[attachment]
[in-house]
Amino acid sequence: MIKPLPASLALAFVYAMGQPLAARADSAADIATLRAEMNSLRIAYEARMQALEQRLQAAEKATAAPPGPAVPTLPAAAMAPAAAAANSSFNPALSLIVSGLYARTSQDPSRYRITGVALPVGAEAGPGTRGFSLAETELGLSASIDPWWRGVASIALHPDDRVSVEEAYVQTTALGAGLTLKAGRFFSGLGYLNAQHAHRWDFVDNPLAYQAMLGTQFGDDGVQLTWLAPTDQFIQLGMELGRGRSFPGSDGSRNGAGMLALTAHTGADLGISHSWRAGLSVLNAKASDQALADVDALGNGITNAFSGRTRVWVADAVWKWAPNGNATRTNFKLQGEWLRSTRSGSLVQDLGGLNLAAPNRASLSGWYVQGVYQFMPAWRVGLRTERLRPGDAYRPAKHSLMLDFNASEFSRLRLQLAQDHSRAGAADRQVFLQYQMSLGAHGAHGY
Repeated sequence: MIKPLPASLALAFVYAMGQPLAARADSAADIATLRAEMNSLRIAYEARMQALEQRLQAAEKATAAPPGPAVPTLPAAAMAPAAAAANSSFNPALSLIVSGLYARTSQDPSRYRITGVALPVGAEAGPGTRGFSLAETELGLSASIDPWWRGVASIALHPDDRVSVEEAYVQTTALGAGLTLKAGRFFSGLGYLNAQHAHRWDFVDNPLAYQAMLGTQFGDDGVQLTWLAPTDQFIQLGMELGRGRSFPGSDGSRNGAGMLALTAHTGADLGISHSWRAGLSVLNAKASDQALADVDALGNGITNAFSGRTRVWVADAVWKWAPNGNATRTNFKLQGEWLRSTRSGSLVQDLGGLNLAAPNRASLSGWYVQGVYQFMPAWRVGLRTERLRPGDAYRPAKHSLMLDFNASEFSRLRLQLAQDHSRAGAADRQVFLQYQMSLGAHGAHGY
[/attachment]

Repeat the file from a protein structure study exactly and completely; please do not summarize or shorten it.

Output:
[in-house]
Amino acid sequence: MIKPLPASLALAFVYAMGQPLAARADSAADIATLRAEMNSLRIAYEARMQALEQRLQAAEKATAAPPGPAVPTLPAAAMAPAAAAANSSFNPALSLIVSGLYARTSQDPSRYRITGVALPVGAEAGPGTRGFSLAETELGLSASIDPWWRGVASIALHPDDRVSVEEAYVQTTALGAGLTLKAGRFFSGLGYLNAQHAHRWDFVDNPLAYQAMLGTQFGDDGVQLTWLAPTDQFIQLGMELGRGRSFPGSDGSRNGAGMLALTAHTGADLGISHSWRAGLSVLNAKASDQALADVDALGNGITNAFSGRTRVWVADAVWKWAPNGNATRTNFKLQGEWLRSTRSGSLVQDLGGLNLAAPNRASLSGWYVQGVYQFMPAWRVGLRTERLRPGDAYRPAKHSLMLDFNASEFSRLRLQLAQDHSRAGAADRQVFLQYQMSLGAHGAHGY
Repeated sequence: MIKPLPASLALAFVYAMGQPLAARADSAADIATLRAEMNSLRIAYEARMQALEQRLQAAEKATAAPPGPAVPTLPAAAMAPAAAAANSSFNPALSLIVSGLYARTSQDPSRYRITGVALPVGAEAGPGTRGFSLAETELGLSASIDPWWRGVASIALHPDDRVSVEEAYVQTTALGAGLTLKAGRFFSGLGYLNAQHAHRWDFVDNPLAYQAMLGTQFGDDGVQLTWLAPTDQFIQLGMELGRGRSFPGSDGSRNGAGMLALTAHTGADLGISHSWRAGLSVLNAKASDQALADVDALGNGITNAFSGRTRVWVADAVWKWAPNGNATRTNFKLQGEWLRSTRSGSLVQDLGGLNLAAPNRASLSGWYVQGVYQFMPAWRVGLRTERLRPGDAYRPAKHSLMLDFNASEFSRLRLQLAQDHSRAGAADRQVFLQYQMSLGAHGAHGY